I hope that after reading this that you’re saying to yourself “I didn’t need this article!” Nothing would make me happier! The unfortunate thing is that many people do. So if you could spread it, that would be great! I’m extremely passionate about my sport of choice, soccer, and also helping young people. Almost nothing is more disappointing to me than to see a child who had a love for a sport driven out of them.
Sports are a great opportunity to bring the best out of our children. Let’s take that opportunity to raise our children up and not wear them down.
Make today a great day!
Every weekend the players line up on the field, the referee blows the whistle and the microscopes come out. I’m speaking figuratively of course. Although a fusion between youth sports and science would be great, I’m talking about the tunnel vision of the fans on the sidelines. It’s actually not their fault. It is in our nature to pay attention to the things that we care most about. So a parent’s focus on their child at a time of high emotion is both normal and expected. Our youth sports culture has definitely swung toward the extreme with cost, intensity and behavior. The thing that we often lack as we go through life is perspective. We tend to think that the way we perceive the world is the way that the world is. It is only our version. There are billions of others and none of them is completely correct either. So it may be valuable to gain a different perspective.
Go to a youth sporting event of someone else’s kid, not a niece or a close friend’s son but two levels of separation. It may just be a different age group at the club that your child plays for. Choose a child that you’re going to “support” for the game. If you’re a cheerer, then cheer. If you’re the quiet pensive fan, then be quiet and pensive. Whatever you would normally do at your own child’s game, do you best to recreate it (bring your spouse to bicker about the coach if need be). I understand this will be uncomfortable and feel odd for most people but here are some things that will probably happen.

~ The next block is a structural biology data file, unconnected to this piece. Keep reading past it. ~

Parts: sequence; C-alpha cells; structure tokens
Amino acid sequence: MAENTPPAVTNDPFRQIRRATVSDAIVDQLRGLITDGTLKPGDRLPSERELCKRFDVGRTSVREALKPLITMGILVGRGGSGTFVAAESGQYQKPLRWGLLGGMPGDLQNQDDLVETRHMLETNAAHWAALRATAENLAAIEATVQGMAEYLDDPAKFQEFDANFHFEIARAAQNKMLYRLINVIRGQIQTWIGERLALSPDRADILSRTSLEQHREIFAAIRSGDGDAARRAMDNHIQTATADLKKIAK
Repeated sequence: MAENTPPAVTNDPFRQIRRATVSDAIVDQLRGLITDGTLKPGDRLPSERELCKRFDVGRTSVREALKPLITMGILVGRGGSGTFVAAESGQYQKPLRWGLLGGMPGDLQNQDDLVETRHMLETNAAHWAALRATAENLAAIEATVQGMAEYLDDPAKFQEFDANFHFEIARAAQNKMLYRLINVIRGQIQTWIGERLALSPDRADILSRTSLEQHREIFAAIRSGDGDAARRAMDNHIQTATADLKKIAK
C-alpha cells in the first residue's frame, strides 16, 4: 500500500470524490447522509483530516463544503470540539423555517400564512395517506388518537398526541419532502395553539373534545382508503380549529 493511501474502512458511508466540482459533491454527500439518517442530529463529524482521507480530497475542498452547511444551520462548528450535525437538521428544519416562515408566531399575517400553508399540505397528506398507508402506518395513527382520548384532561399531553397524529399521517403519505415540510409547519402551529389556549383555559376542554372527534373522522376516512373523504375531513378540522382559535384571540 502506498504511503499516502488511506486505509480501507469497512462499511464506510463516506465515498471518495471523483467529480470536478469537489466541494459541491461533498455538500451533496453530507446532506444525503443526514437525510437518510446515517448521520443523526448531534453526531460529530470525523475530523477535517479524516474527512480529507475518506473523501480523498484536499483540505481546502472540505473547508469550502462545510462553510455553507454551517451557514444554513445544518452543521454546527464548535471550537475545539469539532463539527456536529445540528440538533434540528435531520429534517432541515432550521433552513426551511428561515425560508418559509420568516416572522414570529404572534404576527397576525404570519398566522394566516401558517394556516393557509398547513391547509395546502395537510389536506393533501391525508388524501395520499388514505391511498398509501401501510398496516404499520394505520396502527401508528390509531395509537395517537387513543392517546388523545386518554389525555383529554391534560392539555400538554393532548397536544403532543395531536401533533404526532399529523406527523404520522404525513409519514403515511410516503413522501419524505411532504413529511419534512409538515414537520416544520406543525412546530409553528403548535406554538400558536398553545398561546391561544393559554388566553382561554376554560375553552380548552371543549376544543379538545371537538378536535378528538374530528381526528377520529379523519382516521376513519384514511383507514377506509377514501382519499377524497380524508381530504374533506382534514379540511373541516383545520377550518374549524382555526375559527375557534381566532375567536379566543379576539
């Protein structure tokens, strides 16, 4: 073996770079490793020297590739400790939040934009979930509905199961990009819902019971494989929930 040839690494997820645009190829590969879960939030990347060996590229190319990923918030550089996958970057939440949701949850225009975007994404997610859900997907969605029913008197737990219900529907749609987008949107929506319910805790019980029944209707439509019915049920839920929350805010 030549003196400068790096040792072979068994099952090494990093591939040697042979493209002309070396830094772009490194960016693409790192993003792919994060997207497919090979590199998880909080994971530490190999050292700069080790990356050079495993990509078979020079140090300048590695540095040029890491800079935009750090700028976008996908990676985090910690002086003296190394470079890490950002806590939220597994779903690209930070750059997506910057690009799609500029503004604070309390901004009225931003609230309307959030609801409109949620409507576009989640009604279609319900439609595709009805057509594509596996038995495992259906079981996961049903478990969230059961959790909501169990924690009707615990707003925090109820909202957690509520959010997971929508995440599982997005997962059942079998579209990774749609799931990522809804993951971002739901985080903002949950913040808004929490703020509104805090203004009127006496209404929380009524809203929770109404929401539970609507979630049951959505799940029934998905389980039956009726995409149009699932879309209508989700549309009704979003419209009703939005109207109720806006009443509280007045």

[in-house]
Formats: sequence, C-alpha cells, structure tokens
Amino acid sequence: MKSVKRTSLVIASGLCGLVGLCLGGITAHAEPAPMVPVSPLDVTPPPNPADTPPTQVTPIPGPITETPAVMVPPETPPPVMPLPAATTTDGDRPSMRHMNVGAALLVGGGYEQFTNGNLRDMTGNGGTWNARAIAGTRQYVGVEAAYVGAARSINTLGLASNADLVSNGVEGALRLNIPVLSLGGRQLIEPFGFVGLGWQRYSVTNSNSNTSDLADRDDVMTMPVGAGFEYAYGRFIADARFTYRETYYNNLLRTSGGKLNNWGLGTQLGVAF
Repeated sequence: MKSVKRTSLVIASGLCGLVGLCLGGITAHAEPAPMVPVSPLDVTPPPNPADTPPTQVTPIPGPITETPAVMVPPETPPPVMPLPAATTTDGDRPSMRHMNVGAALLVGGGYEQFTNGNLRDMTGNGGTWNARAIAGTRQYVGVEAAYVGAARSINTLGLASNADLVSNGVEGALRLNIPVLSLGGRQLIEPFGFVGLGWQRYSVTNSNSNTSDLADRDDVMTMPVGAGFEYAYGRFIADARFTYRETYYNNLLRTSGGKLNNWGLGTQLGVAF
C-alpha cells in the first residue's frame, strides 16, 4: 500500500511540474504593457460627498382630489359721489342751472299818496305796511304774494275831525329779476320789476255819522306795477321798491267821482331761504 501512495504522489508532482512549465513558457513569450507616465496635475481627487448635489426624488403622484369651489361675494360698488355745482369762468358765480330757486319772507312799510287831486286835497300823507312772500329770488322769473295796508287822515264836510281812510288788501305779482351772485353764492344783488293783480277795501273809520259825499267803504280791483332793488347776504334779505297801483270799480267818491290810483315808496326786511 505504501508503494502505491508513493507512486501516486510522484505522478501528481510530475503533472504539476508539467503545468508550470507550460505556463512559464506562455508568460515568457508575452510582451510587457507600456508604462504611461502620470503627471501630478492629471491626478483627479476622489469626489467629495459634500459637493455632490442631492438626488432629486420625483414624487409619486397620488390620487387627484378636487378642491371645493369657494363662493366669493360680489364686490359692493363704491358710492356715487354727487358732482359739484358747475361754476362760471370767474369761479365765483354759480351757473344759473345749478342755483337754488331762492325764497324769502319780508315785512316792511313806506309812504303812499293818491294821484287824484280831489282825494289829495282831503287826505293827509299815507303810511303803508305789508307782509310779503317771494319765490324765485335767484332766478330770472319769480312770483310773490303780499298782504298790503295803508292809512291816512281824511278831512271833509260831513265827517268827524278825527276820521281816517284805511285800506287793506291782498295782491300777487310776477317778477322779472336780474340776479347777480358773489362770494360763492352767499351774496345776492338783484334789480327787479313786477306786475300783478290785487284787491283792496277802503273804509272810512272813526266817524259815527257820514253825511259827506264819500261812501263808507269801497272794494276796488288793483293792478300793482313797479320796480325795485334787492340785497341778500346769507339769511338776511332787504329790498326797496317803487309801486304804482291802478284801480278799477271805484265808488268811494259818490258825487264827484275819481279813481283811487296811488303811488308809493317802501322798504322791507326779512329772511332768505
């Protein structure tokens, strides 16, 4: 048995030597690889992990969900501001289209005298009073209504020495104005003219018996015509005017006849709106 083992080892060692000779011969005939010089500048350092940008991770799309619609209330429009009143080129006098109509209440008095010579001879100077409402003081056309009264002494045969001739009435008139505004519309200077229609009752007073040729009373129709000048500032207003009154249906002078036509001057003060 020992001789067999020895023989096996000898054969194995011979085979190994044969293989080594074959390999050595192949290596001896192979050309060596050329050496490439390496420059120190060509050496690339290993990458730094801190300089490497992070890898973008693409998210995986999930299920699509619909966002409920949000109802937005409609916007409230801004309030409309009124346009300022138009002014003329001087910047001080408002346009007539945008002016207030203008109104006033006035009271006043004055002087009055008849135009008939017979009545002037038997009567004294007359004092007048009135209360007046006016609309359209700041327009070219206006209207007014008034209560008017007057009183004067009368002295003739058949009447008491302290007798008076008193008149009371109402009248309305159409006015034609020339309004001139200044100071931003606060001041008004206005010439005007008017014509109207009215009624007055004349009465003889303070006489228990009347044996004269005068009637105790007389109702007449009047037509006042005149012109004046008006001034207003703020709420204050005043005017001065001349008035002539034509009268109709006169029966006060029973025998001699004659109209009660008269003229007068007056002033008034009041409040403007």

You’re probably going to lose focus on “your player” from time to time and watch the overall game. All of the reactions that you would normally have will be slightly muted. You may be able to look at the player and pick up on subtle cues about them. Do they like the sport? Do they play with joy and look like they are having fun? Are they afraid to mess up/of contact/of trying too hard? Are they embarrassed by the stranger cheering for them (keep it under control)? At the end of the game, was success or failure based solely on the score/outcome?
The payoff in this experiment will be different for everyone. If the difference between the fan that you are in the two situations is small, that’s probably a good sign. If the difference between the fan that you are is vast, it might be helpful to consider why. In the grand scheme of the world, both games probably meant about the same amount. Sports bring out some of our best and worst characteristics as humans. The kids are practicing regularly in order to be their best, let’s be at our best as well!
In “The Junk Mail” episode of Seinfeld, we are introduced to Frankie Merman. He is Jerry’s childhood friend who has many quirks including digging holes to sit in when he is upset. Despite his eccentricities, George is slightly jealous of Frankie because Frankie and Jerry attended camp together. George ruefully refers to Frankie as the “Summer Me”. He even goes so far as to lie to Jerry about an imaginary summer friend of his own. All of this ridiculousness is par for the course in the world of Seinfeld. As far fetched as it all may be, it got me thinking about the soccer world in which American fans live.